Arrieta is now 33 and has seen his numbers take a turn for the worse across the board every season since his 2015 Cy Young campaign. The Phillies aren't sure what they're going to get from the rest of their rotation, so they're going to need to lean heavily on the veteran of the staff.

Projected lineup

1. Andrew McCutchen - RF
2. Jean Segura - SS
3. Bryce Harper - LF
4. Rhys Hoskins - 1B
5. J.T. Realmuto - C
6. Odubel Herrera - CF
7. Maikel Franco - 3B
8. Cesar Hernandez - 2B

Projected rotation

1. Aaron Nola
2. Jake Arrieta
3. Nick Pivetta
4. Vince Velasquez
5. Zach Eflin

Outlook

Just look at that lineup. It seriously looks like it could be an All-Star batting order; any of the Top 5 hitters could realistically wind up on the NL roster for the Midsummer Classic this year. 

This team was in contention last year as late as mid-August and all they did this winter was add arguably the top two free agent outfielders (Harper and McCutchen), traded for the top catcher in the game (Realmuto), added one of the best relief arms on the market (Robertson) and upgraded at shortstop in a big way (Segura over Crawford). They also improved their defense overall by dealing away Santana and moving Hoskins back to first base from left field (where he was an atrocious fielder).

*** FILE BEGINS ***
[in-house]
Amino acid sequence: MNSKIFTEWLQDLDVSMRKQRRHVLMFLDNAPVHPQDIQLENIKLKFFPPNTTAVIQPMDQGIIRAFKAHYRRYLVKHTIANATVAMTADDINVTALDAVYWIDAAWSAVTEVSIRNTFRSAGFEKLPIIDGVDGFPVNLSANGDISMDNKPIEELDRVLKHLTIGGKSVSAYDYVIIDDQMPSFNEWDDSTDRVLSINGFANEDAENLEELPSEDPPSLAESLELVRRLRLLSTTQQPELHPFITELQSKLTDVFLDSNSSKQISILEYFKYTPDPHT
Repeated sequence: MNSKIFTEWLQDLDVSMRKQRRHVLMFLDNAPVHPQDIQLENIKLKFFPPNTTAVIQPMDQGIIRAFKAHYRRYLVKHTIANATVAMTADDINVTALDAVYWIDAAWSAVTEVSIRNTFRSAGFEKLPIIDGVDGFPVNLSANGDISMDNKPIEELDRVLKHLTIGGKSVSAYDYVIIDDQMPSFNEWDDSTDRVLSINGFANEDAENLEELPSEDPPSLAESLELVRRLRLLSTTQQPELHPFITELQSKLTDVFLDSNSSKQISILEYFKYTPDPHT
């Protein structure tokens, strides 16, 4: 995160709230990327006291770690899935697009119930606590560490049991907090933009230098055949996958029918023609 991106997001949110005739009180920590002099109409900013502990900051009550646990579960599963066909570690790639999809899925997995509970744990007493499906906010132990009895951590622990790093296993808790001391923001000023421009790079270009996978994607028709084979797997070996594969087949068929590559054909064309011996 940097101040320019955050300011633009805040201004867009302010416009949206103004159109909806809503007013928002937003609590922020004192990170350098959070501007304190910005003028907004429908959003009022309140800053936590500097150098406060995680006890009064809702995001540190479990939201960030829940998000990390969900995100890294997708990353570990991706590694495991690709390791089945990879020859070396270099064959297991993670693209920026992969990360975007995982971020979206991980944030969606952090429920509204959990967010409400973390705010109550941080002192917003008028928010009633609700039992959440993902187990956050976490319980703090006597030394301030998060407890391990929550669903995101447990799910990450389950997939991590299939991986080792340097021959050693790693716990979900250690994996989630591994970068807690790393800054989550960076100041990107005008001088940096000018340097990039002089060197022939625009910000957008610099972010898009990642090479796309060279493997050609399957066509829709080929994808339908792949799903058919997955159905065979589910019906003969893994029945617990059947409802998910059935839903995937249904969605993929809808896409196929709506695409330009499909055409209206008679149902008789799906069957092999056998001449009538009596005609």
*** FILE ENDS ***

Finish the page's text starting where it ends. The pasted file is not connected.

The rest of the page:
McCutchen is 32 now and certainly does not look like he'll challenge for another NL MVP Award, but he's also not a shell of his former self either. He posted a .368 on-base percentage last year and walked 95 times while also rating more positively as a defender now that teams are no longer trying to stick him in center field. He's also known as a great clubhouse guy and has hit at least 20 homers for eight years running.

Realmuto is still only 28 and under team control for another two seasons. Segura is 29 and under team control for another four seasons plus a team option for 2023. Harper obviously isn't going anywhere after his 13-year deal.

On top of that, Nola also just signed an extension worth $45 million over the next four years. This core is not going anywhere anytime soon.

That doesn't even include Scott Kingery, who began last year as a consensus Top-35 prospect in the game and signed a 6-year, $24 million team-friendly contract before he even played a big-league game. The 24-year-old had a tough rookie season (.226 AVG, .605 OPS), but he was inexperienced and can play all over the diamond. The problem at the moment is he doesn't appear to have a full-time spot at any one position, though maybe operating in a Ben Zobrist-type utility role can help both him and the team.